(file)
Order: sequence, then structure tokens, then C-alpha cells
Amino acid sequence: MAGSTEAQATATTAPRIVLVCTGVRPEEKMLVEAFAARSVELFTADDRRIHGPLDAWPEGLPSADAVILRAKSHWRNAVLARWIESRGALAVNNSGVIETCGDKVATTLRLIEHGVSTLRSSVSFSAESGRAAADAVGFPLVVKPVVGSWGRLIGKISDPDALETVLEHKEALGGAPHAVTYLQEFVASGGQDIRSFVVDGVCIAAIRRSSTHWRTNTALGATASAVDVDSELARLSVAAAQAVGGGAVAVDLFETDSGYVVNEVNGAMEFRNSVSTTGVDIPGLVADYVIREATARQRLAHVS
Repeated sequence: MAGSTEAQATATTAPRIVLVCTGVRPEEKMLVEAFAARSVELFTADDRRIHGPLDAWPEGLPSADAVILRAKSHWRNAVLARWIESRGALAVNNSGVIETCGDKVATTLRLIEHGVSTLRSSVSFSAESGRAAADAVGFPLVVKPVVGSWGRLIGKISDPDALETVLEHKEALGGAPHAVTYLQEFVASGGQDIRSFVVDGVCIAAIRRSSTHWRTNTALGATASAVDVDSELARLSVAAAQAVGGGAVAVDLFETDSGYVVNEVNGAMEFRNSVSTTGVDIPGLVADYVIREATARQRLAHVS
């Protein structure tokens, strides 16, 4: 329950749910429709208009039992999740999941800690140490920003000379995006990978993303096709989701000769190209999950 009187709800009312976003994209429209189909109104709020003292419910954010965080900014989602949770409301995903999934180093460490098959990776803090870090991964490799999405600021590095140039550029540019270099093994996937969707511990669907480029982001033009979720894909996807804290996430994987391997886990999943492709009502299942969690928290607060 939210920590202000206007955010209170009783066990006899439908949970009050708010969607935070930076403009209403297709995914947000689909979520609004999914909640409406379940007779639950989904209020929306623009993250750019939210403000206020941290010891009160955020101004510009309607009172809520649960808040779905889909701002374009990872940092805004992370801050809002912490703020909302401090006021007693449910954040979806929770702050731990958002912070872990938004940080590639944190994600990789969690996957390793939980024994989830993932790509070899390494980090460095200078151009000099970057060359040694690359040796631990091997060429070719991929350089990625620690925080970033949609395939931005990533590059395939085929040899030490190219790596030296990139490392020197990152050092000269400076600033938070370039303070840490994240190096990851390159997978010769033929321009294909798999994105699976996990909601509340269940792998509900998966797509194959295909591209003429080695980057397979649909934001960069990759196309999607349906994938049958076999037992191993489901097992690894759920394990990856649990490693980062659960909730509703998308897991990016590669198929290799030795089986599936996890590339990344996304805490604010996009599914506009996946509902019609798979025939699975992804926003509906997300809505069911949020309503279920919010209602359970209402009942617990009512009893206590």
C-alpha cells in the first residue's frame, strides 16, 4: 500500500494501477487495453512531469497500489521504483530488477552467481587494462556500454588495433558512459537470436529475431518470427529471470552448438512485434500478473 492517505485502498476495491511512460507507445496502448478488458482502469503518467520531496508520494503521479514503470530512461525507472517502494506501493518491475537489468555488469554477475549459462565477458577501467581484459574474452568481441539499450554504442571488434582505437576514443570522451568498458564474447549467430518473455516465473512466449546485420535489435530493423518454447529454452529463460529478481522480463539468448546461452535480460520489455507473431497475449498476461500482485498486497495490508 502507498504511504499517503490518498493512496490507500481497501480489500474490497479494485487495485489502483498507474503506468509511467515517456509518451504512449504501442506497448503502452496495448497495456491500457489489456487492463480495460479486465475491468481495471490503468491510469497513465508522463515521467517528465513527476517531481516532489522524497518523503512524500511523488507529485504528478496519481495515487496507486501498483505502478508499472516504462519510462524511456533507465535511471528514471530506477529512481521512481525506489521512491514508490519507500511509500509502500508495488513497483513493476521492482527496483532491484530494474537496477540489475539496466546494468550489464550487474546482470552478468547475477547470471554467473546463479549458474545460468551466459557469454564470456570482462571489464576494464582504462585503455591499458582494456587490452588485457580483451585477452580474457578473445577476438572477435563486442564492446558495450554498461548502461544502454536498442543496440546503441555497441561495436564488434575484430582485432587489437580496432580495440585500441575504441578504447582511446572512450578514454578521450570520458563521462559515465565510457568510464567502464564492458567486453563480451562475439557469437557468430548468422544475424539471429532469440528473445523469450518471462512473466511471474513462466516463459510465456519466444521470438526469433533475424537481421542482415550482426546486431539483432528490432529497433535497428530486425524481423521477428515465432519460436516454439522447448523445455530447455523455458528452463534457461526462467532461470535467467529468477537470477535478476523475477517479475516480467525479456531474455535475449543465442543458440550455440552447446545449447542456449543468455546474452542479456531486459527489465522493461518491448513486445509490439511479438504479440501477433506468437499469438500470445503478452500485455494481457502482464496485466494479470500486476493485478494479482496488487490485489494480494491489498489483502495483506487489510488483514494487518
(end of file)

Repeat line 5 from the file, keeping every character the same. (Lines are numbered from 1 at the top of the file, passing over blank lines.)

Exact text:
C-alpha cells in the first residue's frame, strides 16, 4: 500500500494501477487495453512531469497500489521504483530488477552467481587494462556500454588495433558512459537470436529475431518470427529471470552448438512485434500478473 492517505485502498476495491511512460507507445496502448478488458482502469503518467520531496508520494503521479514503470530512461525507472517502494506501493518491475537489468555488469554477475549459462565477458577501467581484459574474452568481441539499450554504442571488434582505437576514443570522451568498458564474447549467430518473455516465473512466449546485420535489435530493423518454447529454452529463460529478481522480463539468448546461452535480460520489455507473431497475449498476461500482485498486497495490508 502507498504511504499517503490518498493512496490507500481497501480489500474490497479494485487495485489502483498507474503506468509511467515517456509518451504512449504501442506497448503502452496495448497495456491500457489489456487492463480495460479486465475491468481495471490503468491510469497513465508522463515521467517528465513527476517531481516532489522524497518523503512524500511523488507529485504528478496519481495515487496507486501498483505502478508499472516504462519510462524511456533507465535511471528514471530506477529512481521512481525506489521512491514508490519507500511509500509502500508495488513497483513493476521492482527496483532491484530494474537496477540489475539496466546494468550489464550487474546482470552478468547475477547470471554467473546463479549458474545460468551466459557469454564470456570482462571489464576494464582504462585503455591499458582494456587490452588485457580483451585477452580474457578473445577476438572477435563486442564492446558495450554498461548502461544502454536498442543496440546503441555497441561495436564488434575484430582485432587489437580496432580495440585500441575504441578504447582511446572512450578514454578521450570520458563521462559515465565510457568510464567502464564492458567486453563480451562475439557469437557468430548468422544475424539471429532469440528473445523469450518471462512473466511471474513462466516463459510465456519466444521470438526469433533475424537481421542482415550482426546486431539483432528490432529497433535497428530486425524481423521477428515465432519460436516454439522447448523445455530447455523455458528452463534457461526462467532461470535467467529468477537470477535478476523475477517479475516480467525479456531474455535475449543465442543458440550455440552447446545449447542456449543468455546474452542479456531486459527489465522493461518491448513486445509490439511479438504479440501477433506468437499469438500470445503478452500485455494481457502482464496485466494479470500486476493485478494479482496488487490485489494480494491489498489483502495483506487489510488483514494487518